When we think about blimp travel, the Hindenburg disaster is a historic image that is seared into the memory of many people. It’s a source of exasperation for Rebecca Zeitlin when discussing the airships manufactured by Hybrid Air Vehicles (HAV).
“Helium is completely inert. there’s no fire, it’s not explosive unlike hydrogen,” she explains.
“So that solves the Hindenburg problem.”
It’s also inaccurate to describe them as blimps. 60 per cent of the lift for these airships is provided by helium and the rest comes from their aerodynamics as air moves over the hull like a giant wing.
“That gives us the efficiency advantages of lighter than air technology but it solves a lot of the problems,” says Rebecca.
“Like the photographs you see of blimps throughout history where you have 100 guys on ropes trying to hold the thing down.”
Rebecca is based at HAV headquarters in Bedford, UK where she is the head of marketing and communications.
This airship manufacturer is one of the prime movers in what is expected to be a €38 billion market for these low-carbon aircraft. So far they have test-flown a prototype in the US and the UK and their models are expected to increase in size (from 50 to 200 tonnes). The already low carbon emissions are set to decrease further as hydrogen batteries are brought in to replace combustion engines.
However, the Hybrid airships are already significantly more fuel-efficient and less polluting than traditional aeroplanes When compared with a kerosene engine, the fuel of choice for a majority of planes, there is a 75 per cent reduction in emissions.
“The pressure to decarbonise is greater than ever before which we think is a good thing,” Rebecca explains.
“The sooner we can get it in service the more quickly we can start taking carbon out of the system.”
Airships for disaster relief
French company Euro Airship is another player in this rapidly developing market. It designs rigid airships which can operate in all weathers.
“The transport industry is facing multiple challenges and global warming is emphasising them,” says CEO, Marie-Christine Bilbow.
“What we propose is an innovative, eco-friendly, cost-effective air transport solution.”
Euro Airship's goal is sustainable development and the company is working towards zero emissions. Fuel consumption has already been reduced by 80 per cent and there are plans to include hydrogen batteries and a flexible solar panel to go on top of the ships in the future.
Beside more obvious applications in commercial travel and logistics, Euro Airship has also taken part in a study on disaster relief by the European Commission. Marie-Christine says that shows airships could intervene in emergency situations such as flooding, earthquakes, tsunamis and industrial accidents.
They can be used for evacuations - carrying over 200 people per trip - to bring heavy equipment into disaster zones, and even be transformed into a field hospital if needed.
The Commission's study was focused on wildfires, and the results were promising.The company proposes that they can help fight fires through surveillance of the forest floor to prevent outbreaks as well as being brought in to fight fires from above.
The study compared traditional aircrafts to rigid airships and found them to be more efficient.They need no special infrastructure to land, are easier to refuel and can potentially deliver 300 tonnes of water per day - four times that provided by traditional aerial firefighting.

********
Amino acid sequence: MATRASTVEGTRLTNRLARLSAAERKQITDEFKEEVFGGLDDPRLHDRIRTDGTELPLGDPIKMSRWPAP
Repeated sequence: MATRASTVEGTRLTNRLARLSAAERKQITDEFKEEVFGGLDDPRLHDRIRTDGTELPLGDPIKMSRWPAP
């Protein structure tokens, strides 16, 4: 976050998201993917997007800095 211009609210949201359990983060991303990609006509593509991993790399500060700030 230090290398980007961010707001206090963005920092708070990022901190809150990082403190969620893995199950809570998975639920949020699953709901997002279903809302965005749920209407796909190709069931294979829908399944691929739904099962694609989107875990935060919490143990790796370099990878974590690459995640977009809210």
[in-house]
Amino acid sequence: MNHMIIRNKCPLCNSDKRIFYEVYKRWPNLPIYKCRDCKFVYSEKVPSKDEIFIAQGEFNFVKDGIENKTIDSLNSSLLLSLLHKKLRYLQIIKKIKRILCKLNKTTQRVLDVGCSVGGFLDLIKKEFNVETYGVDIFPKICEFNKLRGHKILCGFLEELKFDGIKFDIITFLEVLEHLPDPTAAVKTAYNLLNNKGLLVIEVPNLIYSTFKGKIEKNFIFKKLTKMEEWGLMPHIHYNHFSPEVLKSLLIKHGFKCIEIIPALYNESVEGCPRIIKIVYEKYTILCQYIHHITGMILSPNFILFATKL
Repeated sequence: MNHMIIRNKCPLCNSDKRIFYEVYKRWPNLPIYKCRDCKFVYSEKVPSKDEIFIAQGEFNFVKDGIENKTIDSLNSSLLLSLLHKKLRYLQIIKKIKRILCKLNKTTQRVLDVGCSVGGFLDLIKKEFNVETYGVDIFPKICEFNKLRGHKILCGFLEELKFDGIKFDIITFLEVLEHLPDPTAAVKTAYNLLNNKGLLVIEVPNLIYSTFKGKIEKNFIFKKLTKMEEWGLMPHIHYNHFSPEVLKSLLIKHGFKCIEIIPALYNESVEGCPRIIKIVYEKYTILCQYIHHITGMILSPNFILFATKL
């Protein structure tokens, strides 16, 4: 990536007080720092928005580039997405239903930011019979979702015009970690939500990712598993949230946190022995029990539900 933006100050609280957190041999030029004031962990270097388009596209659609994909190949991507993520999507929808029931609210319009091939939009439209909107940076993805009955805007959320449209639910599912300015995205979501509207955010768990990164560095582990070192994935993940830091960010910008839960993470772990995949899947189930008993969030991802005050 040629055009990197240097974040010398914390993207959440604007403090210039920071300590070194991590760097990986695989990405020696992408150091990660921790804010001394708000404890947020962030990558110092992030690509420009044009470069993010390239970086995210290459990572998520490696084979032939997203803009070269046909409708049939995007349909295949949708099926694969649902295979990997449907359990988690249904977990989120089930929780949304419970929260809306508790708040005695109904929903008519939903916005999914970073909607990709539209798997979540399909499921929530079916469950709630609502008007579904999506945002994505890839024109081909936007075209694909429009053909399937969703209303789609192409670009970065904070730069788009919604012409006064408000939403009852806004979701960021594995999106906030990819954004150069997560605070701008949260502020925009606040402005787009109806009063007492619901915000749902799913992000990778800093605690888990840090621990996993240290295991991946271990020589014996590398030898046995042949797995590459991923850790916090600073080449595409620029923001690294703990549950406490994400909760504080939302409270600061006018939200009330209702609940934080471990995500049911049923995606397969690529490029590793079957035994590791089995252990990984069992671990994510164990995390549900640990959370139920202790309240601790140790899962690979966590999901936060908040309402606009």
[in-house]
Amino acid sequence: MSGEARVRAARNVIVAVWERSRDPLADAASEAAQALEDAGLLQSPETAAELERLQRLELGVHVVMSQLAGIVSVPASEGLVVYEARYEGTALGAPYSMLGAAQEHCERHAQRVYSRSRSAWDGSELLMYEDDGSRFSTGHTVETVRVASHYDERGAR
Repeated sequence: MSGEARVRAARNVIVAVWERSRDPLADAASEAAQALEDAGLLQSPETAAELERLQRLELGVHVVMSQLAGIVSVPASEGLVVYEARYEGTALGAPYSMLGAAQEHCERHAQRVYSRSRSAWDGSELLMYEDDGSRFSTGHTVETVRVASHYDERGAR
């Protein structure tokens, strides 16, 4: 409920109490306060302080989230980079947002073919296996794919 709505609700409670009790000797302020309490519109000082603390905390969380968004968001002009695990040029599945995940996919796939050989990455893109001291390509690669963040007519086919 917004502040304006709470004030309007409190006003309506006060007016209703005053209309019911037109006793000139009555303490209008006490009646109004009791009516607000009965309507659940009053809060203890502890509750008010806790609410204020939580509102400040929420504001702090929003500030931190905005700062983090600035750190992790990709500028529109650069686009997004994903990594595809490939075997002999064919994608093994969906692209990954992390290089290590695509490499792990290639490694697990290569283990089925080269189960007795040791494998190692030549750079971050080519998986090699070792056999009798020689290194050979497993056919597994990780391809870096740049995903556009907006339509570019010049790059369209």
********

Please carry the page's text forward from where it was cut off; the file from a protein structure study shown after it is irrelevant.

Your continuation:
This low-carbon technology could be a welcome solution for EU officials. Even before this summer's disastrous fires across Southern Europe, many were nervously watching developments in Australia and California.
“We can reduce the number of human victims and material damages,” says Marie-Christine.
“We can reduce environmental impact by contributing to the reduction of wildfire damage and burned vegetation and preserve the ecosystem. We can limit damages on natural resources and health too.”
When will these airships take to the skies?
Both Euro Airship and Hybrid Air Vehicles are hoping for a broad appeal for their products. Logistics, tourism, civil and military use are all potential markets.
With no need for a runway, and a 400km range, they claim that airships will make travel much easier and less polluting in terms of both carbon and noise. They can land on any surface, including water, and do not require pressurisation meaning more windows and more space.
HAV are currently in talks with domestic Spanish airline Air Nostrum to create routes between islands and the Spanish mainland. According to Rebecca, the passenger experience will be much more enjoyable- and potentially luxurious.
“Every seat will be a little bit like a business class experience,” she says.
“The whole experience will be more restful.”
Tickets prices will be similar to standard rail fare and routes will be designed around intercity travel. This is often made difficult by land or sea crossings, for example Oslo to Stockholm or Liverpool to Belfast which would be no problem for airships like these.
While both Euro Airship and HAV are still in pre-mass production, they say their ships will be on the market in the next two to four years, and the time couldn’t be more ripe.
Logistics is expected to be HAVs biggest market. The company hopes it can bridge the gap between inefficient air travel and slow long haul shipping by providing an option that is both fast and environmentally friendly.
“The challenge is for all of us to think about what the future of mobility and transport needs to look like in order to be decarbonised,” says Rebecca.
“The reality is it’s not going to look like what it looks like now if we’re going to take decarbonisation seriously.”